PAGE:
Everyone needs these 7 alternative tube maps

Mimi Launder
Sunday 16 July 2017 13:45
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Picture:(iStock/Getty Images)

If the sheer number of alternative tube maps has shown us anything, it's that Londoners may hate the tube but they sure love a good map of it.

A tube map inspired by The Great British Bake Off might whip up a smile and this Super Mario alternative certainly brings us back to the good old days, but they don't help you get around (unless you're Mel, Sue, Mario or Luigi, obviously).

Luckily, we've compiled a list of the most useful.

Walking the tube

Picture: TfL (TfL)

If you regularly find yourself in the endless maze of tunnels that is King's Cross, you might not feel you need any more exercise. For the rest of us, TfL have created a series of handy maps that encourage you to stop sitting around (or, more likely, standing) on the tube.

The series measures the number of steps and walking times between stations, which is helpful if you find yourself between Leicester Square and Covent Garden at rush hour.

Where is the nearest toilet?

(TfL)

It happens to the best of us: you are mid-commute and suddenly nature calls. TfL is here for you with its map showing every tube station with toilet facilities.

It includes information on whether facilities are inside or outside the station's barriers, whether the toilets may charge, which toilets are accessible for wheelchair users and which stations have baby-changing facilities.

How to avoid stairs

(TfL)

Intended for older people, customers with heavy luggage, parents with push chairs and people with physical disabilities, this map highlights all tube and DLR stations that are accessible without stairs.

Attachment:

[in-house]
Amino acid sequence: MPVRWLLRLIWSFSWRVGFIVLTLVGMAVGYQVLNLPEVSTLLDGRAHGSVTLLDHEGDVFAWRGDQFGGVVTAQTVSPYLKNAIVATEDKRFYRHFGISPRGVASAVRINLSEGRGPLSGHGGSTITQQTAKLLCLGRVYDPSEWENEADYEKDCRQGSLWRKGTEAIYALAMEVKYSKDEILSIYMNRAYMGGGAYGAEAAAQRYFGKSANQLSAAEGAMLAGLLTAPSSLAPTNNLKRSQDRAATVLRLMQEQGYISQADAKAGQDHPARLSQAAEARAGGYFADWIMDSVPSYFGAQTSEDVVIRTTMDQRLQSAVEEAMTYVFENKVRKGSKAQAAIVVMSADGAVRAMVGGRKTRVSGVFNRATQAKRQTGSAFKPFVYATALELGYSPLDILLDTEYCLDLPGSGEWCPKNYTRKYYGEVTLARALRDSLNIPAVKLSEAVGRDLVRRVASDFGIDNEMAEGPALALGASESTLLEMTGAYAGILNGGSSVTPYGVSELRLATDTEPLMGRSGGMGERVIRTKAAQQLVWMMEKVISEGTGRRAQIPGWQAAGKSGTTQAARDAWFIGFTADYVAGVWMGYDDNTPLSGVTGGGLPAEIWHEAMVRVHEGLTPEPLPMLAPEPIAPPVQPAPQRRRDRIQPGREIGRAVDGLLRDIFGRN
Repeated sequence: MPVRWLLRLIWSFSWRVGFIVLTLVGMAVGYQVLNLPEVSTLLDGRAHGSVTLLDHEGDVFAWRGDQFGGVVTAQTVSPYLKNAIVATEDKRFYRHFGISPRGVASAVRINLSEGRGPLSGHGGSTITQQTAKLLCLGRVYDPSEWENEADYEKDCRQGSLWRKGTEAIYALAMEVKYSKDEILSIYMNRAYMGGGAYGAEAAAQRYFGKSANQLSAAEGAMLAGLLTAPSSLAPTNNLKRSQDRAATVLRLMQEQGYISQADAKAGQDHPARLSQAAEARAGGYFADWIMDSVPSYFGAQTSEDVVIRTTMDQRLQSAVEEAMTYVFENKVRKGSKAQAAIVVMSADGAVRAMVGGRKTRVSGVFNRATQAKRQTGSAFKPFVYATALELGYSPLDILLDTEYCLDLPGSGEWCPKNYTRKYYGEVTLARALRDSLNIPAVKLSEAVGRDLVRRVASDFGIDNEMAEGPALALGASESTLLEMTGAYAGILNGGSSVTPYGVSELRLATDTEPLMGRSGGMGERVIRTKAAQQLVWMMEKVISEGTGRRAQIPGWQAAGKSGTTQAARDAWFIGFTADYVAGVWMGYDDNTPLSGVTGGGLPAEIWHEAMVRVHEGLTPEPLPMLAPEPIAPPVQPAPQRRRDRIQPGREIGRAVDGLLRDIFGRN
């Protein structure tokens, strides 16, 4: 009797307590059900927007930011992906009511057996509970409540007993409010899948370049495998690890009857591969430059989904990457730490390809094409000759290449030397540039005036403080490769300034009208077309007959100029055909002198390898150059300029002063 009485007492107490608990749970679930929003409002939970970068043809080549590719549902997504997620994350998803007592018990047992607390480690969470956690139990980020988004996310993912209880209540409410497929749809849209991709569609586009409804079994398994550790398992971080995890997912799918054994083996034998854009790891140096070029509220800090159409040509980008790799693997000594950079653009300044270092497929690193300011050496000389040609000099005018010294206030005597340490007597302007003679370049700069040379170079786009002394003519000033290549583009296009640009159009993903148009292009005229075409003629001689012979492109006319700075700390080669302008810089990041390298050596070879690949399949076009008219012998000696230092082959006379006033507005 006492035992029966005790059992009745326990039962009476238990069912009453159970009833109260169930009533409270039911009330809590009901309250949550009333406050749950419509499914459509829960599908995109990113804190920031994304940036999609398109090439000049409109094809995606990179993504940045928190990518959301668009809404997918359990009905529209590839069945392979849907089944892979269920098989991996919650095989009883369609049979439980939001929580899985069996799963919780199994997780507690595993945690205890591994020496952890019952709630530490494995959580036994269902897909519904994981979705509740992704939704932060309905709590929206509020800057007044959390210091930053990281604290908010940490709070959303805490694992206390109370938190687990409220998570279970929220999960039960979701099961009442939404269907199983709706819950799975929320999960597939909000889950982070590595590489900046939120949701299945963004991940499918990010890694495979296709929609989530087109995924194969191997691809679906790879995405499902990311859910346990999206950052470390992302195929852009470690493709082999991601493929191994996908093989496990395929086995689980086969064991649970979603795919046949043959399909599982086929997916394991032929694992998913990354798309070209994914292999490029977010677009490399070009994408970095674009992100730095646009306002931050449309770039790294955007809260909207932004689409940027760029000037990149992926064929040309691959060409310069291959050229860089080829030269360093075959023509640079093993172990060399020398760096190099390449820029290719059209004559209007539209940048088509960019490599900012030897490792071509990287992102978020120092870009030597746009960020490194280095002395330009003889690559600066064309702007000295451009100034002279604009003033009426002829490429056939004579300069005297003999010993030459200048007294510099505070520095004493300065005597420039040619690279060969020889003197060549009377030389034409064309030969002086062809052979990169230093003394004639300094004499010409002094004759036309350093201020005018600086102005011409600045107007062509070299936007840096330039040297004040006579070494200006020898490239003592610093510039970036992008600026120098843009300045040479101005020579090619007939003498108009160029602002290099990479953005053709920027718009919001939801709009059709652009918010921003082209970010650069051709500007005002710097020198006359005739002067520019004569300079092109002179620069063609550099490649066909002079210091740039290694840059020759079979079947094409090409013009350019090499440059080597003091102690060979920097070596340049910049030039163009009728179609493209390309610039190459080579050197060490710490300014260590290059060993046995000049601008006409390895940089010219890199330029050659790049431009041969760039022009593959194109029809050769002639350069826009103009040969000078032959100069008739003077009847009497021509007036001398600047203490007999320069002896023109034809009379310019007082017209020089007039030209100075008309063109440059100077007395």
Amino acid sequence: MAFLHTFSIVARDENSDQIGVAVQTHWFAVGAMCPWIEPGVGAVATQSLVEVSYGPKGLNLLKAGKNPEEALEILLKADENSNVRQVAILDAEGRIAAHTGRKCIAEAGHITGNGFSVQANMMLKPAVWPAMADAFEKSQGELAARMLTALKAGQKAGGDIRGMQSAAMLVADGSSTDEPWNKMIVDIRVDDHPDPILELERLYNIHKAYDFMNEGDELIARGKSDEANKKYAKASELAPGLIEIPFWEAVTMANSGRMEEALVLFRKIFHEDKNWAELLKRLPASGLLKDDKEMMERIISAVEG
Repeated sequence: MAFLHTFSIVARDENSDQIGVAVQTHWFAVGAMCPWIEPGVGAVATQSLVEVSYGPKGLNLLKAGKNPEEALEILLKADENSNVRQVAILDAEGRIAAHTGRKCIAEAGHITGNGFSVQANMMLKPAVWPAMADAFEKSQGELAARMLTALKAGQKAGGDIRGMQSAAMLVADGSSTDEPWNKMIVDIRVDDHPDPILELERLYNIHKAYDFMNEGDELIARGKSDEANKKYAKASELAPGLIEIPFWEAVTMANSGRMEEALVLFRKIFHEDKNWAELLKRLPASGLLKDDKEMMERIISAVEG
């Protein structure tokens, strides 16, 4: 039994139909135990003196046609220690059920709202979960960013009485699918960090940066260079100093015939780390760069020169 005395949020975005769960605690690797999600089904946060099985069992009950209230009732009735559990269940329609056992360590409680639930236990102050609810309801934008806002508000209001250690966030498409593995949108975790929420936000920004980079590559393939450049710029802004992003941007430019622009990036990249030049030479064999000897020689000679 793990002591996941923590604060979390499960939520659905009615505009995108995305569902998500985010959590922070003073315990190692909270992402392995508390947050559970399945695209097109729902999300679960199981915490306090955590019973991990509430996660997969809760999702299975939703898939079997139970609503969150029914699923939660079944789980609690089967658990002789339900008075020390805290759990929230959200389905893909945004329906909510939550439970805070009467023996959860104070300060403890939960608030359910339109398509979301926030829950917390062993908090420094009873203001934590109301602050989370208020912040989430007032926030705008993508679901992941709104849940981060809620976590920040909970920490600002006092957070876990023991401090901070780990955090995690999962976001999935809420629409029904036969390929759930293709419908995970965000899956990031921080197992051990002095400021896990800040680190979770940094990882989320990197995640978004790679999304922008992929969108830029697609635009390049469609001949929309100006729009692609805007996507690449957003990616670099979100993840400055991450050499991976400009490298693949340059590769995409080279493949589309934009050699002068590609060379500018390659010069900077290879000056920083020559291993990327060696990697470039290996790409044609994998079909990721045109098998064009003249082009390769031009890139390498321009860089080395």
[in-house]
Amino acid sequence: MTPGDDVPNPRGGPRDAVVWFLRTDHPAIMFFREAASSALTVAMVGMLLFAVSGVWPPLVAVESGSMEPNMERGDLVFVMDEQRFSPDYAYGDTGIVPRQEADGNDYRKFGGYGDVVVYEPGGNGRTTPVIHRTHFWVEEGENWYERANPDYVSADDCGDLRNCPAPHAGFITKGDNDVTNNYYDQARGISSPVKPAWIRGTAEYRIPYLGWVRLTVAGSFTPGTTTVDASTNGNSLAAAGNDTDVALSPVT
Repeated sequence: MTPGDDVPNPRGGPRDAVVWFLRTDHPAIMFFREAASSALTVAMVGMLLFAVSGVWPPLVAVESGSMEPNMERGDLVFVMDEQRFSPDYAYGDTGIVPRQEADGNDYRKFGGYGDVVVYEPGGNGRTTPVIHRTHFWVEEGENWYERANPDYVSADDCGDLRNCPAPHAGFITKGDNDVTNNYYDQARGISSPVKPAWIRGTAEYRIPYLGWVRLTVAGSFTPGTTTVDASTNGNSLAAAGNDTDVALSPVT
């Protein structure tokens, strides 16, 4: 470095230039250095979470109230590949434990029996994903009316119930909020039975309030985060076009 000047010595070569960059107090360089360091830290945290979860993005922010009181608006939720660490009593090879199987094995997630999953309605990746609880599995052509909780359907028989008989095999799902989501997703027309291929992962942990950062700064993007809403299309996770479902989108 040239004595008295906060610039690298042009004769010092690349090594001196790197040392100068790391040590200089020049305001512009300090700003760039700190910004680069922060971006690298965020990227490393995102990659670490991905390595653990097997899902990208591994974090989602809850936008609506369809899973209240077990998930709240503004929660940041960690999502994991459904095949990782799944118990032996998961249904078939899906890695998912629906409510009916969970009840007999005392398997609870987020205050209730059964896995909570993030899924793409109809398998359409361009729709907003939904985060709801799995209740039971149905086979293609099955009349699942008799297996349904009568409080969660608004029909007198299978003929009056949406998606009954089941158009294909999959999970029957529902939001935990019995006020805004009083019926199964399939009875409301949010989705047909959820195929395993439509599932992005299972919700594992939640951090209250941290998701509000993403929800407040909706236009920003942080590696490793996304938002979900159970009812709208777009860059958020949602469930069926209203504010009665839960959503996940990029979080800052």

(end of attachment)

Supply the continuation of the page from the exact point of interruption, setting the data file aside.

If you have claustrophobia or anxiety

(TfL)

TfL created this map to show sections of the tube network that are above ground to help people who suffer from claustrophobia or anxiety. The aim is to help commuters avoid routes they are uncomfortable with by highlighting tunnels in grey.

Where your bike is allowed

(TfL)

Cycling is so convenient, right? Right, apart from when it's time to lug your bike on the tube and the attendant at the barrier stops you. TfL has created this map to show where unfolded bicycles are allowed, though they are never allowed during the morning and evening rush hours. Note that folded bikes can be taken on at any time.

If you're feeling interactive

(Tuber)

Tuber map is a slick, good-looking online tool that shows you the fastest route between any two tube stations plus the journey time and price.

When not to travel

(Tube Heartbeat)

If you have the luxury of not having to travel during rush hour, then why are you travelling during rush hour? This beautiful animated map shows the busiest times on the tube, so you can avoid them.

With its colour-coded bar charts and in-built statistics, it's fun to obsess over when you're not travelling too.

All maps published by TfL can be viewed here.

HT Evening Standard

More: This gif exposes the lies the London Tube map is telling you

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